Our law firm’s YouTube channel is not the biggest. We have less than 2,000 subscribers (at the time of this writing) and many of our videos have less than 500 views. But somehow our channel generates hundreds of new criminal defense clients and is responsible for seven figures in revenue year after year. How?
The key is understanding that a YouTube channel, like podcasting, writing a book, or developing a workshop, is a marketing asset that compounds in value over time. Every time a video is added to the channel, the channel will grow. The lawyer or law firm “owns” the channel, controls the content, captures subscribers, and delivers value to prospective clients who in turn retain the firm.
Contrast this with most other forms of traditional lawyer advertising, like paid directory listings, renting billboards or shelling out for pay-per-click. The firm does not own or nurture those channels but instead must pay to play. As soon as the firm stops paying for the advertising, the ads go away. No relationship or community exists. There is no list to nurture or residual benefit. The ads come down and that’s the end of it.
In my coaching program for other lawyers, I call these marketing expenditures, rather than assets. This chart helps describe the differences between these two concepts:
|Marketing Expenditure||Marketing Asset|
|Provides no real value||Provides valuable information|
|Interrupts user experience||User seeks out the asset|
|Requires payment for ad space||Operates organically|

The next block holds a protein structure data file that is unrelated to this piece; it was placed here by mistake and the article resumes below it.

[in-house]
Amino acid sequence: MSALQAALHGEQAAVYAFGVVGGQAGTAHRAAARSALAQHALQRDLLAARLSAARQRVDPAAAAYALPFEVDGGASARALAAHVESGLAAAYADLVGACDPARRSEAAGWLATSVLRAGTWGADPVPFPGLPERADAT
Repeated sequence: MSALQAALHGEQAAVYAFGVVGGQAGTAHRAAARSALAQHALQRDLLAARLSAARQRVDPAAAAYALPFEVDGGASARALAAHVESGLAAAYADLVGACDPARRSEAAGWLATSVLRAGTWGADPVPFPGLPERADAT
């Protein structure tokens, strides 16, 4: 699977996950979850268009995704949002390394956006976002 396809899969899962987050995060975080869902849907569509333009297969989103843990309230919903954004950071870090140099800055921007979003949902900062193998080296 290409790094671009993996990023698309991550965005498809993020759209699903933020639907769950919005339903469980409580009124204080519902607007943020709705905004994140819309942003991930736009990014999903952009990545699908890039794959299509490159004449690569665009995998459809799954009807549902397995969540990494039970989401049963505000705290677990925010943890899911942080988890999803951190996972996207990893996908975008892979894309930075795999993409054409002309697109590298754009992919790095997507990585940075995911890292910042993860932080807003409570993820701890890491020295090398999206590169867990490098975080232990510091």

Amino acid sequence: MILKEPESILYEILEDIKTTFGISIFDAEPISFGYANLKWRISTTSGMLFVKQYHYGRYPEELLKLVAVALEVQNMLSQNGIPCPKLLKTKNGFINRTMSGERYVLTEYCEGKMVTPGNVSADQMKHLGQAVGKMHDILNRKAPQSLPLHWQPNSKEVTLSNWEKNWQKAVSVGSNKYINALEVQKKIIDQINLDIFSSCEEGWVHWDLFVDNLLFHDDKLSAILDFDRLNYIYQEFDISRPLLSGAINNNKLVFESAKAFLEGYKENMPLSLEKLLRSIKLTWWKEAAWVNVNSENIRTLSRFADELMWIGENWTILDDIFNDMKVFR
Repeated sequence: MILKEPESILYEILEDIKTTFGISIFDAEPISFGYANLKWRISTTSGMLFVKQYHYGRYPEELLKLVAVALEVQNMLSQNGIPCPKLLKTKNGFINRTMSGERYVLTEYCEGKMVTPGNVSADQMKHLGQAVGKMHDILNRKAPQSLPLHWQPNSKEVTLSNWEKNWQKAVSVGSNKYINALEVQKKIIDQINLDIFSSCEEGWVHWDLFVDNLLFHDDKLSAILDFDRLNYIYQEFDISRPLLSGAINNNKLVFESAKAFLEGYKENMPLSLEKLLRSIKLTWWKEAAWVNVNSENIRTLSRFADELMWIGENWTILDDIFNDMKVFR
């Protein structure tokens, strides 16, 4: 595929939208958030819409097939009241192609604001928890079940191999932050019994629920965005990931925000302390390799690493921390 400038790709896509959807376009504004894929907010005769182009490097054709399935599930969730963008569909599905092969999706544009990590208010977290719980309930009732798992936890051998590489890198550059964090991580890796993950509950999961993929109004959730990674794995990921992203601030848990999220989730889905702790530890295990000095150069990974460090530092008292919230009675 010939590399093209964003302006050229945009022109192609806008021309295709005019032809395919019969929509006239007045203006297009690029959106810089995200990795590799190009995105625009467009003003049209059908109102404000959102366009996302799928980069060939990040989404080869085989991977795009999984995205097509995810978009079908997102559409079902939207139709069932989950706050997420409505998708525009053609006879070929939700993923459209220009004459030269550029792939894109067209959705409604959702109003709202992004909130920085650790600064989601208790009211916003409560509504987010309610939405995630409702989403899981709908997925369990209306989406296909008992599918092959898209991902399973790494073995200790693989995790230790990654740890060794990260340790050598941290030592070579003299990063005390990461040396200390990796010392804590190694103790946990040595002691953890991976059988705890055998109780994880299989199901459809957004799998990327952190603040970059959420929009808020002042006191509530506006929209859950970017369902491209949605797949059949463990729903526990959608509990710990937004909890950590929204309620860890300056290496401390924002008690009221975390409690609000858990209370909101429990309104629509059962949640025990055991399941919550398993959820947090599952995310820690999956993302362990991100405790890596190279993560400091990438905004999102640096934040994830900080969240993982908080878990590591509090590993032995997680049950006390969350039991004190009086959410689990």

|Costs money to create||Costs time to create|
|Does not compound in value||Compounds in value over time|
|Highly competitive||Little / no competition|
|Does not create a relationship||Creates a relationship|
Building a marketing asset is extremely valuable. To illustrate, let’s look at some numbers from our firm’s YouTube Channel.
Just in the last 28 days, we have the following numbers directly from our YouTube Analytics:
- 452 total videos
- 24,410 views
- 1,400 hours of watch time
- 1,658 subscribers
- Average watch time (engagement) of 3 minutes 42 seconds per view
- 1% male, 29.9% female
- 8% of all viewers aged 25-34
- 4% of all viewers aged 35-44
Keep in mind that these numbers are only from YouTube. Our firm also posts these videos on Facebook, LinkedIn, and Instagram TV. We do not pay a dime for these results. This is all happening organically and for free month after month.
The videos on our channel feature me speaking into the camera talking directly to potential clients. If I wanted to reach this same audience and get 1,400 hours of face time in 28 days, that means I would have to be speaking for eight hours a day for 175 days. It just is not possible.
Most importantly, these views convert to clients. We have tracking numbers, client feedback forms and three full-time intake employees that can all attest to the fact that YouTube accounts for over half of our new clients.
This is the power of compounding, and why it is so important to build law firm marketing assets. Every time I post a video, those numbers go up. In fact, they go up regardless of whether I post videos or actively engage with our subscribers. I recently took a month off from making videos and our channel still generated clients, gained subscribers and earned feedback from viewers. It is the best marketing investment we have ever made at our firm, by far.
So valuable, in fact, that we have gone all-in on creating other marketing assets. Our podcast is a referral-building tool that we use to interface with other local business owners and thought leaders. Our treatment and recovery center workshop connects us with referral partners and helps us present to target clients all around our city. But in terms of return on investment, nothing beats YouTube.
Two factors have been critical to our channel’s success: value and volume.
The first critical component of a firm’s marketing asset, whether it is in a workshop, a book, a YouTube channel or a podcast, is that the final product provides the consumer with actual value. It must answer an actual question or provide insight into the prospect’s legal problem.